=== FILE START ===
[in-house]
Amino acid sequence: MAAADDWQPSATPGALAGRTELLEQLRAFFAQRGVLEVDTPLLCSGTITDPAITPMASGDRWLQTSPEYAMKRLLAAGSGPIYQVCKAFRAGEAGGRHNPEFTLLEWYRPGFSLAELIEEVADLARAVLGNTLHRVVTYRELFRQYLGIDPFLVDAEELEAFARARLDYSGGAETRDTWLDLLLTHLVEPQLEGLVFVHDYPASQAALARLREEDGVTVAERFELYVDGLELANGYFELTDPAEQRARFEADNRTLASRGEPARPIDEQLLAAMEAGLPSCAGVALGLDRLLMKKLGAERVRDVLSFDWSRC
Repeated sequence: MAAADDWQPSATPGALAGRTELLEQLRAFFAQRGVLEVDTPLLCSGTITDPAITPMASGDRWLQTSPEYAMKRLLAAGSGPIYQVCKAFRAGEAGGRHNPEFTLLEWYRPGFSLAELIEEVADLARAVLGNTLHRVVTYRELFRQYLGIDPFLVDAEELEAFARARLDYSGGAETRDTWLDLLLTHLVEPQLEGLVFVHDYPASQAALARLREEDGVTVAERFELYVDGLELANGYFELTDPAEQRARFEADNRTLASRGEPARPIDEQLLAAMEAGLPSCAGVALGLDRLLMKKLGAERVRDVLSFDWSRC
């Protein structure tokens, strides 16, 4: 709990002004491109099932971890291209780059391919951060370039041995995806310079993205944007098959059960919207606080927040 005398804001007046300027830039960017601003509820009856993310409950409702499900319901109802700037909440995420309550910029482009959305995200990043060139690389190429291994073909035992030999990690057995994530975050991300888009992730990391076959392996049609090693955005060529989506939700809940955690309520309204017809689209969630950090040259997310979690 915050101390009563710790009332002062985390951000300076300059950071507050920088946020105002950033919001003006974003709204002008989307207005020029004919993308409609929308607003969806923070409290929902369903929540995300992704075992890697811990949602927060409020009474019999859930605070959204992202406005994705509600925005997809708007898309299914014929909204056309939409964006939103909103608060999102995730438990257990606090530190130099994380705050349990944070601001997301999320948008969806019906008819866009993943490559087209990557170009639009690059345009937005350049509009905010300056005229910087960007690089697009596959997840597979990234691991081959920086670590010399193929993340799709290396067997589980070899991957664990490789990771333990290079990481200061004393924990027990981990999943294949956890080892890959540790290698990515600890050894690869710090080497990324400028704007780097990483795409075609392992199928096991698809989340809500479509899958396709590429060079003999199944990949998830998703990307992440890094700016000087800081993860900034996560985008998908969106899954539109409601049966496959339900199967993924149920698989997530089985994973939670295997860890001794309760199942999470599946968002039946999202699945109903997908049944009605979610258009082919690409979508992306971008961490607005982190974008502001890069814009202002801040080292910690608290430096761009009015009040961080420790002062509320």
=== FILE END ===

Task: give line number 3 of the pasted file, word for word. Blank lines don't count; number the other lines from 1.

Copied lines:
Repeated sequence: MAAADDWQPSATPGALAGRTELLEQLRAFFAQRGVLEVDTPLLCSGTITDPAITPMASGDRWLQTSPEYAMKRLLAAGSGPIYQVCKAFRAGEAGGRHNPEFTLLEWYRPGFSLAELIEEVADLARAVLGNTLHRVVTYRELFRQYLGIDPFLVDAEELEAFARARLDYSGGAETRDTWLDLLLTHLVEPQLEGLVFVHDYPASQAALARLREEDGVTVAERFELYVDGLELANGYFELTDPAEQRARFEADNRTLASRGEPARPIDEQLLAAMEAGLPSCAGVALGLDRLLMKKLGAERVRDVLSFDWSRC